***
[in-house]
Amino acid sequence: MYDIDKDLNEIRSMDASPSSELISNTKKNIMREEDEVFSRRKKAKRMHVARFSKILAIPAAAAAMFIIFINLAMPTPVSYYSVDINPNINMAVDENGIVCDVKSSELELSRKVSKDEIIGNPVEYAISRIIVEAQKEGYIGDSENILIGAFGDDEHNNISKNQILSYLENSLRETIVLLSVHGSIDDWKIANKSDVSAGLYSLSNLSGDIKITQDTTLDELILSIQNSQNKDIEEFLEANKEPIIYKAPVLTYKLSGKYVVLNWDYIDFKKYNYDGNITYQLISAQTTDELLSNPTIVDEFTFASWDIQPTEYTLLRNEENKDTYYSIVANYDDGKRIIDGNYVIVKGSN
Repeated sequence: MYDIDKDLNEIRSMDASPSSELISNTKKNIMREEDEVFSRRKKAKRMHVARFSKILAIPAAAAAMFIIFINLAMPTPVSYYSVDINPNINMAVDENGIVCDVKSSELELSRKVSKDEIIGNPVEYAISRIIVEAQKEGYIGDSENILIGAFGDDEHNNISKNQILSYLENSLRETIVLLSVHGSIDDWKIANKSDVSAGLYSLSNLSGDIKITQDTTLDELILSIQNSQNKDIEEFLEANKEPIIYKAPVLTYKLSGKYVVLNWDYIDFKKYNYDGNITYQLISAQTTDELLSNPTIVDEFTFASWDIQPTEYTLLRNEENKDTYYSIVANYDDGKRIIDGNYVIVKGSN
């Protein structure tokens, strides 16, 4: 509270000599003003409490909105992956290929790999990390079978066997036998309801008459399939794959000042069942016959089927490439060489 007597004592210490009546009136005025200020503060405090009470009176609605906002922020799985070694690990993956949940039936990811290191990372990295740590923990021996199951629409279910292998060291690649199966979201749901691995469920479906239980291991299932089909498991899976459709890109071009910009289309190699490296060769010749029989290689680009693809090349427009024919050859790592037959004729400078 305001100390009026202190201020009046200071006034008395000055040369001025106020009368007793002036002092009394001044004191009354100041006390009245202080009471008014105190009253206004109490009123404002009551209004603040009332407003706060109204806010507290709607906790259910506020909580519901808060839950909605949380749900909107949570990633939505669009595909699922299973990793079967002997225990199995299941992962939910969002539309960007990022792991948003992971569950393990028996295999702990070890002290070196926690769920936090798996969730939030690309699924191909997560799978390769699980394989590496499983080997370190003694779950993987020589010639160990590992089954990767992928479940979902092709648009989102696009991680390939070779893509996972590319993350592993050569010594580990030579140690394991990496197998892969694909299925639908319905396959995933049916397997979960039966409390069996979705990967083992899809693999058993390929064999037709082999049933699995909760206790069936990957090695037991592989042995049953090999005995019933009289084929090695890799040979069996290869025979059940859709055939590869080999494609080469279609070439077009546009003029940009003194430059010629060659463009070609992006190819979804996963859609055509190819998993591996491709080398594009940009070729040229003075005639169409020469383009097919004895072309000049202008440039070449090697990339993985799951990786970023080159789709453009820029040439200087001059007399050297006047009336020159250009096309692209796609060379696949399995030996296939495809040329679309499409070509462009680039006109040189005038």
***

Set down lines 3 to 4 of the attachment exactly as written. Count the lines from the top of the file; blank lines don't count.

Repeated sequence: MYDIDKDLNEIRSMDASPSSELISNTKKNIMREEDEVFSRRKKAKRMHVARFSKILAIPAAAAAMFIIFINLAMPTPVSYYSVDINPNINMAVDENGIVCDVKSSELELSRKVSKDEIIGNPVEYAISRIIVEAQKEGYIGDSENILIGAFGDDEHNNISKNQILSYLENSLRETIVLLSVHGSIDDWKIANKSDVSAGLYSLSNLSGDIKITQDTTLDELILSIQNSQNKDIEEFLEANKEPIIYKAPVLTYKLSGKYVVLNWDYIDFKKYNYDGNITYQLISAQTTDELLSNPTIVDEFTFASWDIQPTEYTLLRNEENKDTYYSIVANYDDGKRIIDGNYVIVKGSN
């Protein structure tokens, strides 16, 4: 509270000599003003409490909105992956290929790999990390079978066997036998309801008459399939794959000042069942016959089927490439060489 007597004592210490009546009136005025200020503060405090009470009176609605906002922020799985070694690990993956949940039936990811290191990372990295740590923990021996199951629409279910292998060291690649199966979201749901691995469920479906239980291991299932089909498991899976459709890109071009910009289309190699490296060769010749029989290689680009693809090349427009024919050859790592037959004729400078 305001100390009026202190201020009046200071006034008395000055040369001025106020009368007793002036002092009394001044004191009354100041006390009245202080009471008014105190009253206004109490009123404002009551209004603040009332407003706060109204806010507290709607906790259910506020909580519901808060839950909605949380749900909107949570990633939505669009595909699922299973990793079967002997225990199995299941992962939910969002539309960007990022792991948003992971569950393990028996295999702990070890002290070196926690769920936090798996969730939030690309699924191909997560799978390769699980394989590496499983080997370190003694779950993987020589010639160990590992089954990767992928479940979902092709648009989102696009991680390939070779893509996972590319993350592993050569010594580990030579140690394991990496197998892969694909299925639908319905396959995933049916397997979960039966409390069996979705990967083992899809693999058993390929064999037709082999049933699995909760206790069936990957090695037991592989042995049953090999005995019933009289084929090695890799040979069996290869025979059940859709055939590869080999494609080469279609070439077009546009003029940009003194430059010629060659463009070609992006190819979804996963859609055509190819998993591996491709080398594009940009070729040229003075005639169409020469383009097919004895072309000049202008440039070449090697990339993985799951990786970023080159789709453009820029040439200087001059007399050297006047009336020159250009096309692209796609060379696949399995030996296939495809040329679309499409070509462009680039006109040189005038």